Sushi Chef Needs Your DNA for Your Personalized 3D Printed Food

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3D printed food is always a grand source of fascination for readers (and writers). You may have decided to check out this article because you love 3D printing, love sushi, were just hungry—or all three. The triumphs of 3D printing within the food industry, however, surpass gastrointestinal joy as dollar signs flash with profitable promise in an area that could develop by as much as 40 percent annually to evolve into a $500 million industry by 2023.

Robotic arms prepare sushi

Sushi Singularity, a restaurant in Tokyo slated to open this year, is getting in on the customization trend with a “hyper-personalized” menu. And just as 3D printing is often said to be revolutionizing the industrial market, Japan’s Open Meals plans to revolutionize sushi with digital fabrication—and individual DNA studies.

If you are planning to enjoy some of the new sushi ingredients and flavors offered by Open Meals, you will have to provide them with a biological sample at the time you make your reservation. Their team will then research your biometrics so they can give you a “personalized nutrient infusion” – all via sushi!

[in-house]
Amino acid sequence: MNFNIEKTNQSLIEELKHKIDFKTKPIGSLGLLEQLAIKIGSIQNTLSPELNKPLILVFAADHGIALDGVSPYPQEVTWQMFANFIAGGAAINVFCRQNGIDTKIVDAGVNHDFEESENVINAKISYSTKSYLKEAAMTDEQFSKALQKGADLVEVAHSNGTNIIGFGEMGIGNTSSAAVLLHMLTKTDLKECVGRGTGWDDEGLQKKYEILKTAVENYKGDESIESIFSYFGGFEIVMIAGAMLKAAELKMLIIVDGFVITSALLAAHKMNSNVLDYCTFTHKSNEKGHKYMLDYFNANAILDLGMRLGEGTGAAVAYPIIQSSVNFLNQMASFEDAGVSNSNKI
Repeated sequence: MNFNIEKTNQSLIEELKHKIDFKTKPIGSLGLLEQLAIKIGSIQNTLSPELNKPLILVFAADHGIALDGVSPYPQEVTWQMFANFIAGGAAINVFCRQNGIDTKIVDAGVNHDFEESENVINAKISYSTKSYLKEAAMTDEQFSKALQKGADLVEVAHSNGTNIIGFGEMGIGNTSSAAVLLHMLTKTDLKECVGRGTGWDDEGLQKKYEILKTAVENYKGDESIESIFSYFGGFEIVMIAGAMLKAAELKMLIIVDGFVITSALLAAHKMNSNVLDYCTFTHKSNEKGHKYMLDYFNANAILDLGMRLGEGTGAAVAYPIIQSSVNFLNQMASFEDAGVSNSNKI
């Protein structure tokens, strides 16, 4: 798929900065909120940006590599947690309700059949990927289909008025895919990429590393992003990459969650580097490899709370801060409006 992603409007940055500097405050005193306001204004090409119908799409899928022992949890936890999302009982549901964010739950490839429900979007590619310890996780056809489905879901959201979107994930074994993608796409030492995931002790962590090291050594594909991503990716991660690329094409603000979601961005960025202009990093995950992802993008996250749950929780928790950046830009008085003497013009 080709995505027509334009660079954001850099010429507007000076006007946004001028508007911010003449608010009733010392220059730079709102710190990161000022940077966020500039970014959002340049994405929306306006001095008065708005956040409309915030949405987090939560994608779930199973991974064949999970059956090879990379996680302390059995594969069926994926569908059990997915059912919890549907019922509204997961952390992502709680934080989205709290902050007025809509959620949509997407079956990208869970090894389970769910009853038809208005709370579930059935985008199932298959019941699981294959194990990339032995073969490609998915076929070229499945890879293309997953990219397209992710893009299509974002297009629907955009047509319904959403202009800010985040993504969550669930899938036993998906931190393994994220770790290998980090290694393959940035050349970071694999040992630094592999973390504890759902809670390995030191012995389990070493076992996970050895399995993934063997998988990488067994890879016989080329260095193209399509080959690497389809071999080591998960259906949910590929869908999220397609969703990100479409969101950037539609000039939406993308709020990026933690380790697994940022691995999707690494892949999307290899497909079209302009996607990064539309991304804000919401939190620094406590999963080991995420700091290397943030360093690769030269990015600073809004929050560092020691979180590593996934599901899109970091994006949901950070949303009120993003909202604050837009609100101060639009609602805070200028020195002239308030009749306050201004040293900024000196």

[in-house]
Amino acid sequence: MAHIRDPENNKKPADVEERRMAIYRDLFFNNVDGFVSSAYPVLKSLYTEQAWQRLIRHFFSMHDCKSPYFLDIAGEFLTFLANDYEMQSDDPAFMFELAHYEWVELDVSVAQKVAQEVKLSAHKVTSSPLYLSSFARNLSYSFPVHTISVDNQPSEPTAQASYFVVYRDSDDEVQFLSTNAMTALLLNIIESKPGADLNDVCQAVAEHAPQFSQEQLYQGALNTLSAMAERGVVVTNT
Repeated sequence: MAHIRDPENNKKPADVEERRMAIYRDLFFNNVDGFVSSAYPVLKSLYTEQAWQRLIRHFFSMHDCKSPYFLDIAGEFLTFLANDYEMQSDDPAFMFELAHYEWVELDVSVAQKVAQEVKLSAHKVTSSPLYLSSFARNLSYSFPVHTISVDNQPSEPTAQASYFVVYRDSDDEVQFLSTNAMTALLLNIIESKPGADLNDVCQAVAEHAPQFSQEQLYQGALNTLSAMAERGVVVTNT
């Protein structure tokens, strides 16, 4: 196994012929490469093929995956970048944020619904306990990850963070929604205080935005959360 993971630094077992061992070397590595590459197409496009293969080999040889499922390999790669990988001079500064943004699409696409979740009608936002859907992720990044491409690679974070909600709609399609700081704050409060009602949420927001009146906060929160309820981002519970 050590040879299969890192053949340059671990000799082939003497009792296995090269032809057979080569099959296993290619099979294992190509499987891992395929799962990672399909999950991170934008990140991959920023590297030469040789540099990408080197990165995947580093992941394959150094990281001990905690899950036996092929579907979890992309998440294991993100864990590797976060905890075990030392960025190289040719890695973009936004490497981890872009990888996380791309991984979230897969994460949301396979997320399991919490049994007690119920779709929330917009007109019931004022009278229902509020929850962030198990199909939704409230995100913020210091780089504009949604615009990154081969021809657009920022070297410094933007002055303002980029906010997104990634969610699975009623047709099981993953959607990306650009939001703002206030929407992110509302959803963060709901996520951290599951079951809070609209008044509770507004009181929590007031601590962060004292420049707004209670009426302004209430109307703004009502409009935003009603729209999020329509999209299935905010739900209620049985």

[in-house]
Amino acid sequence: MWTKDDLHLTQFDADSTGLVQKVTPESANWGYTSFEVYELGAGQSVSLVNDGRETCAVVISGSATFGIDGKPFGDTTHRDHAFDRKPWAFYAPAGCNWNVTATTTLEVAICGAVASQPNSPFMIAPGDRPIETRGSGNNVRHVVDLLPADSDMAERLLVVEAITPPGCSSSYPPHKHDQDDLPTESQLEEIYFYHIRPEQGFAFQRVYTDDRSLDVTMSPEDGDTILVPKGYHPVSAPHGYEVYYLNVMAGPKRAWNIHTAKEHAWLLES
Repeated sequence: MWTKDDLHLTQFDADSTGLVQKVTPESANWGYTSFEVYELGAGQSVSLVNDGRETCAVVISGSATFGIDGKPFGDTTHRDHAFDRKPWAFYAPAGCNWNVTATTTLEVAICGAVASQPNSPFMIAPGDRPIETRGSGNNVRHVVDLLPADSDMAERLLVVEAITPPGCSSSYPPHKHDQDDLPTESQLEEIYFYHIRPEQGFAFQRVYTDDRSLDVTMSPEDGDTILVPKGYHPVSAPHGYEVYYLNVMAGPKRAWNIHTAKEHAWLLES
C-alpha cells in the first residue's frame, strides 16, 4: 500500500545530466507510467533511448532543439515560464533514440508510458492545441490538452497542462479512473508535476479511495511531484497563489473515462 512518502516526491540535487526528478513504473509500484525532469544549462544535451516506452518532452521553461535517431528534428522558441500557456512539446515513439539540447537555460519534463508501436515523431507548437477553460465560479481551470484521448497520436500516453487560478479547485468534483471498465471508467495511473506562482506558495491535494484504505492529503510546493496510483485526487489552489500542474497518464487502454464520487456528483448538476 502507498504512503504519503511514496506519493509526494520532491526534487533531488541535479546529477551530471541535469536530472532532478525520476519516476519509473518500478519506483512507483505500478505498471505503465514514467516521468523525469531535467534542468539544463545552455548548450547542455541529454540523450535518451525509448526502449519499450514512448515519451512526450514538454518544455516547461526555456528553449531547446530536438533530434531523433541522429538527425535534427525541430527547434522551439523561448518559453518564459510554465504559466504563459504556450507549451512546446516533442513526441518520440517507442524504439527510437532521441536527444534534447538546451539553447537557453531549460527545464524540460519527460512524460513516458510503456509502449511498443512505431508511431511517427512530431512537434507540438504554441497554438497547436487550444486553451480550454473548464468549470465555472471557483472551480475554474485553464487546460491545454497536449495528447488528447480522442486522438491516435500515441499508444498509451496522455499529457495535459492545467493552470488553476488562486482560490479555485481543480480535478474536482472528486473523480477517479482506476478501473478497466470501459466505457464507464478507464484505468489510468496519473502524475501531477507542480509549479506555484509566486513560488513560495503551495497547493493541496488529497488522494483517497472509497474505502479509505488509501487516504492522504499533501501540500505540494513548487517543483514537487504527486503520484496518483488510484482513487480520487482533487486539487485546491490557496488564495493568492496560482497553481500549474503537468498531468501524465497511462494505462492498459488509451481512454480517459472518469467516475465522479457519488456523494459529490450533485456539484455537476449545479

Guests can look forward to Asian fare that is not only beautifully designed, but also completely customized for their body’s needs. Not just operating on whim, Open Meals has been working on this concept for years.

Undoubtedly, if there is any way to expose people to the wonders of a new technology, it is through their stomachs. The downloadable dishes, meant to offered to the public on the Foodbase platform, will be created with detailed algorithms responsible for producing the proper taste, smell, temperature, and texture. And while 3D printing flesh or organs might not be suitable talk for the dinner table, the Open Meals concept is not unlike bioprinting, using biological information from sushi lovers to then 3D print a meal specific to their own constitution.

One of the greatest benefits—and attractions—to 3D printing is the capability for personalization. In applications like automotive, this may involve the capacity to customize car interiors exactly to the driver’s comfort, or in more retail applications, footwear may be designed completely around the wearer, featuring a one-in-a-kind fit offered via on-demand production.

Even more importantly, as 3D printing continues to weave its way through the medical realm, we realize the incredible potential of patient-specific medical guides as well as 3D printed models for diagnosis and treatment—not to mention the promising future for 3D printed human organs that have little chance of rejection, and don’t have to be provided through an excruciating waitlist.

Curious to find out more about Open Meals? Check out their website, or Wagashi, to learn about their 3D printed fare inspired by nature.

[Source / Images: My Modern Met]

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